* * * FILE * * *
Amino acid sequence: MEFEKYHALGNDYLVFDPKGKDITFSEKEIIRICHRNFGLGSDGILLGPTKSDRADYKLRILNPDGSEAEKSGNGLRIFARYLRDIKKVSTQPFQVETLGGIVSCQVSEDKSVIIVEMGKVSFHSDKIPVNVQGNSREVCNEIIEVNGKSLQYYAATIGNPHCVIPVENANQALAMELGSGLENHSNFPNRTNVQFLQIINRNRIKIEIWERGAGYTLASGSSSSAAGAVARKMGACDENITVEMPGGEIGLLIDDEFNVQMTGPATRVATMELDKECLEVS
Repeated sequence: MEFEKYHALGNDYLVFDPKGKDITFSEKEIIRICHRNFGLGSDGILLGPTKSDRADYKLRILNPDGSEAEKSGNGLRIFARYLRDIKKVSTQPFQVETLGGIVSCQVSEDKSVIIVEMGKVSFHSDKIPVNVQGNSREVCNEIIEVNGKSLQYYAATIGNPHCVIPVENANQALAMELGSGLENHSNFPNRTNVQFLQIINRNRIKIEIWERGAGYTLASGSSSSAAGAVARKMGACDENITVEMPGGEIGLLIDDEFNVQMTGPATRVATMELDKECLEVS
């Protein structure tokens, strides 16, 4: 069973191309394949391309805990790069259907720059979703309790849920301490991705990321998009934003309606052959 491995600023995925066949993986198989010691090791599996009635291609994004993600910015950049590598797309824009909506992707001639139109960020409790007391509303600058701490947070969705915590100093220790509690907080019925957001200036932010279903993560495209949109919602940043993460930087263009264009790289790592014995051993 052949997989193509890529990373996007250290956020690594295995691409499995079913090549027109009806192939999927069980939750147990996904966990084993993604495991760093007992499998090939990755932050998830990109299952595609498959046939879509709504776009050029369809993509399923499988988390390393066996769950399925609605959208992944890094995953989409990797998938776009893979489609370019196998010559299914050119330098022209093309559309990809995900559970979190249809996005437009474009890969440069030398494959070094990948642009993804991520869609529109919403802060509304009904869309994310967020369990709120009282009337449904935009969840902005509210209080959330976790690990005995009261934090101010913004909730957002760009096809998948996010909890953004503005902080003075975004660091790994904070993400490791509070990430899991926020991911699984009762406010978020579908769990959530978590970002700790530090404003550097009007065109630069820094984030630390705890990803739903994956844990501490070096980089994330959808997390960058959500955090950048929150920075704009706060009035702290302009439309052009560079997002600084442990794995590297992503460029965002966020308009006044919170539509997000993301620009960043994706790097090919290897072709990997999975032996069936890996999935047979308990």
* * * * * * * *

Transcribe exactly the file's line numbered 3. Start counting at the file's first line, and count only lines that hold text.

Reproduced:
């Protein structure tokens, strides 16, 4: 069973191309394949391309805990790069259907720059979703309790849920301490991705990321998009934003309606052959 491995600023995925066949993986198989010691090791599996009635291609994004993600910015950049590598797309824009909506992707001639139109960020409790007391509303600058701490947070969705915590100093220790509690907080019925957001200036932010279903993560495209949109919602940043993460930087263009264009790289790592014995051993 052949997989193509890529990373996007250290956020690594295995691409499995079913090549027109009806192939999927069980939750147990996904966990084993993604495991760093007992499998090939990755932050998830990109299952595609498959046939879509709504776009050029369809993509399923499988988390390393066996769950399925609605959208992944890094995953989409990797998938776009893979489609370019196998010559299914050119330098022209093309559309990809995900559970979190249809996005437009474009890969440069030398494959070094990948642009993804991520869609529109919403802060509304009904869309994310967020369990709120009282009337449904935009969840902005509210209080959330976790690990005995009261934090101010913004909730957002760009096809998948996010909890953004503005902080003075975004660091790994904070993400490791509070990430899991926020991911699984009762406010978020579908769990959530978590970002700790530090404003550097009007065109630069820094984030630390705890990803739903994956844990501490070096980089994330959808997390960058959500955090950048929150920075704009706060009035702290302009439309052009560079997002600084442990794995590297992503460029965002966020308009006044919170539509997000993301620009960043994706790097090919290897072709990997999975032996069936890996999935047979308990």